Artificial Intelligence: Leveraging Benefits and Anticipating Unintended Consequences

Artificial intelligence (AI) has quickly become a regular topic of conversation and viewed as a magical genie by some. It is in the news on a daily basis and being considered by organizations who want to leverage this powerful tool for greater efficiencies and streamlining processes. The fact that this technology is so new, with so many purveyors of different products with little legal or regulatory oversight makes it ripe for unintended consequences. It is critical that businesses consider the ramifications of implementing (or not implementing) AI within their organization.

As ubiquitous as AI has become in our daily lives, it still warrants a discussion of what AI entails. Essentially, it is computing based upon machine learning in order to make decisions in a human-like way. It can efficiently analyze data by identifying patterns, and utilizes those patters to offer predictions. It can be leveraged for a variety of different uses, including computer network threat monitoring, healthcare diagnostics, writing computer code and drafting speeches or business documents. AI holds a tremendous amount of promise but it also can lead to unintended consequences when not thoughtfully implemented.

There are a multitude of examples within the last year alone where individuals and organizations were negatively impacted by the reckless implementation of AI. Although some of the loopholes for abuse or improper application have been responded to by at least the larger AI product providers, there may be other consequences not yet seen.

By way of example of the significant inaccuracies of AI, a law professor was wrongly accused of sexual misconduct. ChatGPT wrongly included him in a list of professors who allegedly committed sexual misconduct against students. Not only was the professor’s inclusion on the list entirely false, the ChatGPT-generated narrative included citations to fake articles, including one allegedly from the Washington Post. The article did not exist, nor did the scenario in which the alleged incident took place.

There have also been several examples of lawyers improperly utilizing AI to draft motions that were filed with the court containing fake case law citations. Only after the courts attempted to review the cited case law was it discovered that the cases and the premise they purported to support were fabricated. This had dire consequences for those lawyers who faced suspension of their law license or disbarment.

There are also examples of employees misusing AI in an effort to make their work lighter and create a better work product or solve a vexing problem. One company had its sensitive information disclosed when a well-meaning employee attempted to use AI in order to draft board minutes. In another example, a Samsung employee entered proprietary code into AI to fix a bug and, thus, rendered it publicly available.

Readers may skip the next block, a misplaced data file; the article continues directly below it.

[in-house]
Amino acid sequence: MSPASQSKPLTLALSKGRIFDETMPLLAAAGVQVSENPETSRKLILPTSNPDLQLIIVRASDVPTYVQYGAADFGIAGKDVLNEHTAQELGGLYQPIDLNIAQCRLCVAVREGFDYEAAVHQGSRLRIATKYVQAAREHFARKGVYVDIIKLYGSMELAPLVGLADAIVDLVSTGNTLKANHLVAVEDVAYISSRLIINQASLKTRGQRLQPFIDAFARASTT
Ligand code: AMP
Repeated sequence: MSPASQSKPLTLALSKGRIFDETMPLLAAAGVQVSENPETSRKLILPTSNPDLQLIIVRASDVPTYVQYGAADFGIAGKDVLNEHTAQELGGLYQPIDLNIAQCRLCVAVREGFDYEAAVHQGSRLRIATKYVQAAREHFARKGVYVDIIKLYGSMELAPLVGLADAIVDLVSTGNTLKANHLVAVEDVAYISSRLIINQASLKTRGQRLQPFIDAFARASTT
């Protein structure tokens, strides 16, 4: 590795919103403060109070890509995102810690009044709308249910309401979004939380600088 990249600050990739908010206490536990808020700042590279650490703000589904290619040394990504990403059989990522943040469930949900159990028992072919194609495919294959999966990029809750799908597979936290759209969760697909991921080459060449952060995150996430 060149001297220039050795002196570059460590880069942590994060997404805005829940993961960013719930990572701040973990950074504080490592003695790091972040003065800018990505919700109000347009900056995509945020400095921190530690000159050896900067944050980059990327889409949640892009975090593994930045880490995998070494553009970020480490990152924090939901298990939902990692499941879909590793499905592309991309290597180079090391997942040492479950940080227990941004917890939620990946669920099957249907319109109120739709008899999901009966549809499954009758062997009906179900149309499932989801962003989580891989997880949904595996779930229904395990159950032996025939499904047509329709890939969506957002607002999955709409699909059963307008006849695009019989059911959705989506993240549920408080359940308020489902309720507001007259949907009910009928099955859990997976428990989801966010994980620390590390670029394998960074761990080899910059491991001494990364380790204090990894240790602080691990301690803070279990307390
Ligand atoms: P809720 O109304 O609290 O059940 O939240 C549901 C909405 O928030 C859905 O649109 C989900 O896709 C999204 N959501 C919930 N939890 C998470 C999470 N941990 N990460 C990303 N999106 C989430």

There are further consequences with respect to intellectual property. OpenAI, for example, allegedly utilized more than 300 billion works derived from all manner of media from websites, published articles, books and blogs to enhance its product through machine learning. However, OpenAI failed to obtain permissions for this use and there is an ongoing dispute over whether this creates a copyright issue or whether the materials were subject to fair use.

Similarly, there are concerns over the creative process and utilization of AI. Recently, there were two concurrent strikes in the entertainment world involving writers and actors. The disputes were, in part, due to the concerns over entertainment companies using AI in ways that would impact these creative workers by creating AI likenesses of actors from prior data or using AI to write scripts — both of which would obviously have detrimental effects for those actors and writers.

There are also positives. AI can protect organizations from network attacks by monitoring systems and identifying anomalies and certain behaviors of malicious actors. This can be more comprehensive and faster than simply relying on known code or upon human review.

AI can also be used to speed up diagnosis in the healthcare space. It assists medical providers in analyzing patients’ images, for example, to more effectively identify indicators of breast cancer or other conditions. AI can also be used proactively by analyzing vast swaths of data from genetic testing, medications, diagnoses and images to identify correlations that may better and more accurately identify individuals who are at high risk for a certain health condition.

The manufacturing sector could also benefit from utilizing AI. AI can continuously monitor the production floor and its machinery to instantly identify issues before they become catastrophic. For example, AI can identify heat spikes or vibrations in machinery and alert to the need for maintenance before the machine breaks down, causing more damage and delay in production.

AI is a tool with great potential for businesses to streamline their processes, mitigate downtime, more effectively assist patients and customers and more. However, implementation requires great care and thought. Data privacy concerns and policies and procedures must be articulated and addressed before the genie is let out of the lamp.

JD, MS CyS, FIP, CIPP/US, CIPP/E, CIPM | + posts

Blair Dawson, JD, MS CyS, FIP, CIPP/US, CIPP/E, CIPM, brings extensive experience in data privacy consulting and responding to data security incidents to McDonald Hopkins' Data Privacy and Cybersecurity Practice Group.